Kennedy describes Sabre as “the epitome of B2B marketing complexity”. It was there that she found some of her greatest opportunities for learning, by spending time with technical colleagues in the Operations Research team; and also encountered artificial intelligence in its early stages.
“Sabre had an Operations Research team that basically invented what we know today as revenue management,” she says. “I would spend time with them, understanding everything from how our technology supported the weight of balancing a plane before take-off, to – whenever a flight is cancelled – how do you re-accommodate two hundred people who now have to go into the same seat class, in the most optimal way, in real-time?
“I get nerdy about things like that,” she laughs. “I love getting into the layers of data. At that time, this would have been four or five years ago, we were also dabbling in the early days of artificial intelligence, and how to use it in things like re-accommodation, getting smarter over time based on people’s preferences.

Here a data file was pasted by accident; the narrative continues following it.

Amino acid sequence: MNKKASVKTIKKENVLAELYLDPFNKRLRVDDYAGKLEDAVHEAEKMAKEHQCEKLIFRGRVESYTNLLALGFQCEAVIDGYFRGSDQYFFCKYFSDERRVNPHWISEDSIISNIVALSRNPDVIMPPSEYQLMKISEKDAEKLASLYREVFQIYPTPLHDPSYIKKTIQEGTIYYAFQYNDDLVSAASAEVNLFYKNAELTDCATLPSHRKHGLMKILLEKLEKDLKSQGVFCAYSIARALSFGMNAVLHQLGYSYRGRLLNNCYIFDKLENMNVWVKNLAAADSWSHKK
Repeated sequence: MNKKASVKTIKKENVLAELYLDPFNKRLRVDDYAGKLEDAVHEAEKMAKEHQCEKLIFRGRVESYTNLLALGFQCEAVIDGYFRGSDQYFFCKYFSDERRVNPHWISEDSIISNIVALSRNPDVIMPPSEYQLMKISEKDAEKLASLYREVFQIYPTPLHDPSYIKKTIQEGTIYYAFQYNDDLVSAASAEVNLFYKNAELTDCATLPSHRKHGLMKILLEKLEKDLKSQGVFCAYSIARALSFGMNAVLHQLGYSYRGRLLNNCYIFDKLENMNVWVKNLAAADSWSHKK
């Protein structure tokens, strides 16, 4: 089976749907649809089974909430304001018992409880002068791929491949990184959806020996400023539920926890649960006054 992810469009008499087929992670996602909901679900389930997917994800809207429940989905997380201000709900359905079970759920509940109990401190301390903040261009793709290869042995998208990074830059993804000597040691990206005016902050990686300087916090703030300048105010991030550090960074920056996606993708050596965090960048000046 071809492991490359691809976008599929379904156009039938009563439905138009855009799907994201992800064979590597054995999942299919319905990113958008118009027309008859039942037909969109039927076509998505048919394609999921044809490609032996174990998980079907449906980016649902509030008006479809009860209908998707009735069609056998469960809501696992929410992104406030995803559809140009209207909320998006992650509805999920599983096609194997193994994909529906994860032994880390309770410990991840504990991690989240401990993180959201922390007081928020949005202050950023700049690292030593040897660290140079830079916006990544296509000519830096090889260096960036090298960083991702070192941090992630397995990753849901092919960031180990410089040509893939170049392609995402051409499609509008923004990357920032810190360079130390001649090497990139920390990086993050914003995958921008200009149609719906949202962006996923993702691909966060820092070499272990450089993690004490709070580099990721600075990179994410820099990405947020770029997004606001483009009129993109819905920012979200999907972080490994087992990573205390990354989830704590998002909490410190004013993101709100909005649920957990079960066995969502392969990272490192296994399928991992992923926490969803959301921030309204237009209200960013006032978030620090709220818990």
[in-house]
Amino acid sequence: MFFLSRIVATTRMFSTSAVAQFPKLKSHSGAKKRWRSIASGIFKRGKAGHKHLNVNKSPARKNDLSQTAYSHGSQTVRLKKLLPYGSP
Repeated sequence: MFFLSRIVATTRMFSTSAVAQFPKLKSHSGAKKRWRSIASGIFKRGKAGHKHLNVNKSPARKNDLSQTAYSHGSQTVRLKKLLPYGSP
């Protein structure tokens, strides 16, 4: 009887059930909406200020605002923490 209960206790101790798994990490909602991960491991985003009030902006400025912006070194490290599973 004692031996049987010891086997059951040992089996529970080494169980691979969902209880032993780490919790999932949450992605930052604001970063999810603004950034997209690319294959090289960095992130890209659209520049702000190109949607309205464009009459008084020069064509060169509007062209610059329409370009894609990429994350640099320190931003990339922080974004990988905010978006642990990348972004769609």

“I’ve always been drawn to intellectuals, I guess, and having that access to incredibly smart people with PhDs in Operations Research, who I could just walk up to and learn from – I knew it was rare, and so I took advantage of that and spent significant time with them.”
How having roots in tech benefits marketers
I ask Kennedy how her background in, and passion for, technology has benefited her in her marketing career.
“Oh, endlessly,” she replies. “Even being able to tell a story visually with Powerpoint, in the early days, was so invaluable.
“I would use Photoshop, or HTML, to visually represent whatever the message was – and I could do that hands-on, myself. I think that helped me accelerate my career, because I was able to do that without a lot of support and help, and use different media to communicate in a creative way. Being curious with tech was an important part of that.”